A new solar farm in regional NSW will power over 50,000 households and allow UNSW to become energy carbon neutral by 2020.
At a sod-turning ceremony on 21 February 2019, UNSW celebrated the start of construction on the Sunraysia solar farm – one of the largest in the Southern Hemisphere.
The solar farm, located in Balranald, NSW will generate enough electricity to power over 50,000 households, injecting a huge amount of power back into the national grid. About 25% of the energy will power UNSW, allowing the University to become energy carbon neutral by next year.
The solar farm will take about 14 months to construct and will use 755,000 solar panels over an 800-hectare site.
UNSW was joined at the ceremony by Developer and Project Manager Maoneng Australia, Construction partner Decmil, Equity partner John Laing, manufacturing companies Schneider and Jinko and a representative from the Muthi Muthi nation who are the traditional landowners.
The start of construction is a significant milestone for the project, which reached financial close in October 2018. UNSW negotiated a complex power purchasing agreement with developer Maoneng and Origin energy, securing pricing for the next 15 years. This exciting development means that UNSW will be able to meet its renewable energy targets – a key part of the 2025 strategy.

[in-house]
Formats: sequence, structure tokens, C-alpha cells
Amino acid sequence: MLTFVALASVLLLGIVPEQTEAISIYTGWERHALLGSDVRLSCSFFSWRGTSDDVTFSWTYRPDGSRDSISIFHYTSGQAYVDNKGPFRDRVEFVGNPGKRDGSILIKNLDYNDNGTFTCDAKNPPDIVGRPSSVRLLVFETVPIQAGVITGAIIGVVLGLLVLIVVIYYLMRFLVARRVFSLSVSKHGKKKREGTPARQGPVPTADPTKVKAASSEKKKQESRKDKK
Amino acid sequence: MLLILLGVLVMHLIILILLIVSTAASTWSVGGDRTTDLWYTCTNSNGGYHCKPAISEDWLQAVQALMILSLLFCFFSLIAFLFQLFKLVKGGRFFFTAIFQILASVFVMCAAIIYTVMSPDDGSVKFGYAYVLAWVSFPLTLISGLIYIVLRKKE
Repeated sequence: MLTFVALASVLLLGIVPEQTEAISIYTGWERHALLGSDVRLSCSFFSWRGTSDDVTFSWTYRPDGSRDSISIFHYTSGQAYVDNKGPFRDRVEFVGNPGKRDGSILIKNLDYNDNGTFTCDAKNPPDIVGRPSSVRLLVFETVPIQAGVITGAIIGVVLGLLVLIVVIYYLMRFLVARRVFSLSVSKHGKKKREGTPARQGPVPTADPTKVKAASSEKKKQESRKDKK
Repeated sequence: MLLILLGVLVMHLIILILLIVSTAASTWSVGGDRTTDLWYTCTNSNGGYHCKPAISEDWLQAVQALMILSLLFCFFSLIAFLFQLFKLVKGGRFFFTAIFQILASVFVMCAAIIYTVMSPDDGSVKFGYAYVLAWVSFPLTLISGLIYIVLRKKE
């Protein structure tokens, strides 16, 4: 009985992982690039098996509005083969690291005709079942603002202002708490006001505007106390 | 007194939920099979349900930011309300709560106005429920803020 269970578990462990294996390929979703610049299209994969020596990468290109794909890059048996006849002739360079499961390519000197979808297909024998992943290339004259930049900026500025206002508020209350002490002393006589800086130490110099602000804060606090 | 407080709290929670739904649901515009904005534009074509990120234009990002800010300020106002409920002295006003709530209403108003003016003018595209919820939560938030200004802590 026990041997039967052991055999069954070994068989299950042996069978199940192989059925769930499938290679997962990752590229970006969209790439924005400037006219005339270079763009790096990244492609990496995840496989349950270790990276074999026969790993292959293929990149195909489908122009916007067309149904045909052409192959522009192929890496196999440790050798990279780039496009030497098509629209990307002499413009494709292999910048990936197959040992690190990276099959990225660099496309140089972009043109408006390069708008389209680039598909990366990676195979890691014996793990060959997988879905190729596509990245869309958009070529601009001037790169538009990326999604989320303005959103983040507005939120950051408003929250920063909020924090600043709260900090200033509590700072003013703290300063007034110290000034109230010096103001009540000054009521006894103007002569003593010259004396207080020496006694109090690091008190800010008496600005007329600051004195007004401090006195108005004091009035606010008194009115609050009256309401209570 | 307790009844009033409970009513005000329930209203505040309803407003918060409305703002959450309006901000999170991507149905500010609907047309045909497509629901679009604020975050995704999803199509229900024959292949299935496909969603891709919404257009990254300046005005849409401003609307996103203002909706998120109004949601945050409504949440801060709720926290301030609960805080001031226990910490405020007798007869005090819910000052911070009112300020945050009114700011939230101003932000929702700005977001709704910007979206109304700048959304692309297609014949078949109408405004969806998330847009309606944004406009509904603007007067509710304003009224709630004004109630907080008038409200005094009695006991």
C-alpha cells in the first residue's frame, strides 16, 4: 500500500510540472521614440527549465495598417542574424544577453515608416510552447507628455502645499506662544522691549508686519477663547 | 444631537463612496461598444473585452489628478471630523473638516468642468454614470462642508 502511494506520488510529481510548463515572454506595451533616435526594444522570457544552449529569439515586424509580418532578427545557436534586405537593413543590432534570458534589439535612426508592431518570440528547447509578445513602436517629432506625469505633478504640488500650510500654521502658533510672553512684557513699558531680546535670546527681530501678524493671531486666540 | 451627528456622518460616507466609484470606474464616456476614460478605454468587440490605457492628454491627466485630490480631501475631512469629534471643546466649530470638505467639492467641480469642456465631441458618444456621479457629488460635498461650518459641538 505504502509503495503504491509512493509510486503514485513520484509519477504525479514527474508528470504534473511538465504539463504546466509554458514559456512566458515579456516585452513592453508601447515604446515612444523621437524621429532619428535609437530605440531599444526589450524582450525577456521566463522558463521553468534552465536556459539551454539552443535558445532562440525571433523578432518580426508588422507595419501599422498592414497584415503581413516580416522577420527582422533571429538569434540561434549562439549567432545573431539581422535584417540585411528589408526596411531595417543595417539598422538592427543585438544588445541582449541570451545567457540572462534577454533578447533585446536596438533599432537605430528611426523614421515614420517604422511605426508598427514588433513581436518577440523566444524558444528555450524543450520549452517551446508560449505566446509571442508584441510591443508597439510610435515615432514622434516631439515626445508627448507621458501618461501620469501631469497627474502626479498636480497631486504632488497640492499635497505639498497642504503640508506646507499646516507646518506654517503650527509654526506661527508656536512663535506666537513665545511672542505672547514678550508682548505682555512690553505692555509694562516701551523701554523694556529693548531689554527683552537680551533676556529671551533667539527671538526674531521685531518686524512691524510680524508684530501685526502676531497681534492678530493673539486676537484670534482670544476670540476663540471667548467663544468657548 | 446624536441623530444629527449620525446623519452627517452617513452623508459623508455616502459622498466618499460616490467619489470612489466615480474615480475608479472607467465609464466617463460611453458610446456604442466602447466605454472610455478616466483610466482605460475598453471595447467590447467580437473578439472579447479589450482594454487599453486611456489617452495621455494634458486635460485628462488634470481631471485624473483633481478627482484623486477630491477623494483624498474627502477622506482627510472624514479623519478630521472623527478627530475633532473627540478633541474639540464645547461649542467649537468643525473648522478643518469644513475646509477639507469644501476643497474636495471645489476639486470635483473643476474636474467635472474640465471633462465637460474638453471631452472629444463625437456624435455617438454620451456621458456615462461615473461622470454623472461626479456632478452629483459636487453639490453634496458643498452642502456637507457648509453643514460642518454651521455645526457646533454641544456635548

Showing its commitment to learning and education, UNSW will be delivering a series of presentations each year for local Balranald Central School both onsite and via webinar on renewables technology and industry. The solar farm will also have a visitor’s centre, meaning UNSW students and staff will be able to visit the site as a learning opportunity. UNSW will also have access to a live data feed of the energy generated by the solar farm, which can be used for research purposes.
The next major milestone for the project will be the Commercial Operations Date (COD) on 5 December 2019 when power will be officially switched on and begin flowing to UNSW and other users.